Q Can I come back to the question I had raised about Cuba, and not about Cuba so much as about U.S. citizens who publicly and openly advertise their efforts to go into Cuba and stage raids and attacks and amass weaponry, and so on? Do you have any further comment on that? MR. BOUCHER: Well, we talked about it yesterday in terms of general terms of our law. There was in fact a specific incident we heard about -- well, on October 10 the Cuban Government delivered a note to our Interests Section in Havana protesting an October 7 attack on a tourist hotel east of Havana in Matanzas Province. We also learned of the attack from the Canadian Embassy in Havana which had heard from some of its citizens who were in the hotel at the time. A Cuban exile group from Miami claimed responsibility for an attack on an unspecified target on the same date in the same province. As we said yesterday, we have laws that govern this, and we absolutely condemn any attacks such as this that could have taken the lives of innocent people and may have violated the laws of the United States. Our policy is to support democratic change in Cuba by peaceful means only -- and I stress the word peaceful. The Justice Department has been informed of this matter, and the FBI has opened an investigation, we understand. If any violations of law occurred, we will support the swift and thorough prosecution of those responsible. Q Can you tell us more about the note from Cuba? Was it a protest note? Was it an informational thing? Was there -- have the Cuban authorities passed on to the United States any evidence which the United States might be able to use in pursuing this case? MR. BOUCHER: It was a protest -- said it was a note protesting the October 7 attack. They did provide some photographs, ballistic evidence and statements from witnesses for use in the investigation, and those materials have been passed over to the FBI.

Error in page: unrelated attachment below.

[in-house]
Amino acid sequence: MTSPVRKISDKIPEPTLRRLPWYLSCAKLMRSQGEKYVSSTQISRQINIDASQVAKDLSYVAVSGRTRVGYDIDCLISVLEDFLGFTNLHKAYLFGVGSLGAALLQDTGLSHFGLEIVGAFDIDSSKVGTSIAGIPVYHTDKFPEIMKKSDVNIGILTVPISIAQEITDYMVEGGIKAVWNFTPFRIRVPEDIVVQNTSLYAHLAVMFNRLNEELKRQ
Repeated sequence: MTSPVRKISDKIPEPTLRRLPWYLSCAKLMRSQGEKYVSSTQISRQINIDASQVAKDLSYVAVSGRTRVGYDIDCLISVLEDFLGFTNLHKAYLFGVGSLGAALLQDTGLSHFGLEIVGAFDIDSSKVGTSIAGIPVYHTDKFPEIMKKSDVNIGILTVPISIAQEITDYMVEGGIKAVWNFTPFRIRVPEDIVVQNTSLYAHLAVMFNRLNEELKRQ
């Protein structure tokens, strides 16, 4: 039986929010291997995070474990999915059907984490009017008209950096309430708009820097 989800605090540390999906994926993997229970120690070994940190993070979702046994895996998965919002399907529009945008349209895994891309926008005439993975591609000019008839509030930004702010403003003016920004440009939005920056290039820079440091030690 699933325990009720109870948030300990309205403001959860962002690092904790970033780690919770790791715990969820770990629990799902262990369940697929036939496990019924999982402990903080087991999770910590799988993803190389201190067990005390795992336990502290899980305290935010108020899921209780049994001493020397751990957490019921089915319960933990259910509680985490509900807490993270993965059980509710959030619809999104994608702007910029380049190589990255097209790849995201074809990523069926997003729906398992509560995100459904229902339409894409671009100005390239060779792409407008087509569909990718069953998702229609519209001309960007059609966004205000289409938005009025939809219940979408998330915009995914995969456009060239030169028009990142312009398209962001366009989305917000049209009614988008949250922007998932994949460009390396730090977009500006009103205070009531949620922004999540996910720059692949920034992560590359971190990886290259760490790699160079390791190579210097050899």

[Egypt: INS Hearing on Sheik Omar Abderrahman]

Q And on another area, could I ask you about the case of an Egyptian citizen, Mr. Rahman in New York? He's a guy who apparently is engaged in some battle with the United States Government now over whether he's permitted to remain in the United States. Does the U.S. think he has a right to remain here? MR. BOUCHER: As you say, his status is currently the subject of an exclusionary hearing before an INS judge. I have to refer you to INS for details on that. Q Does the U.S. -- has the U.S. had any discussion on this subject with the Government of Egypt? MR. BOUCHER: Yes. The Egyptian Government expressed its concerns about Mr.Abderrahman's alleged support of terrorist activities in Egypt, but they haven't asked for his extradition. Q Thank you. (The briefing concluded at 1:31 p.m.)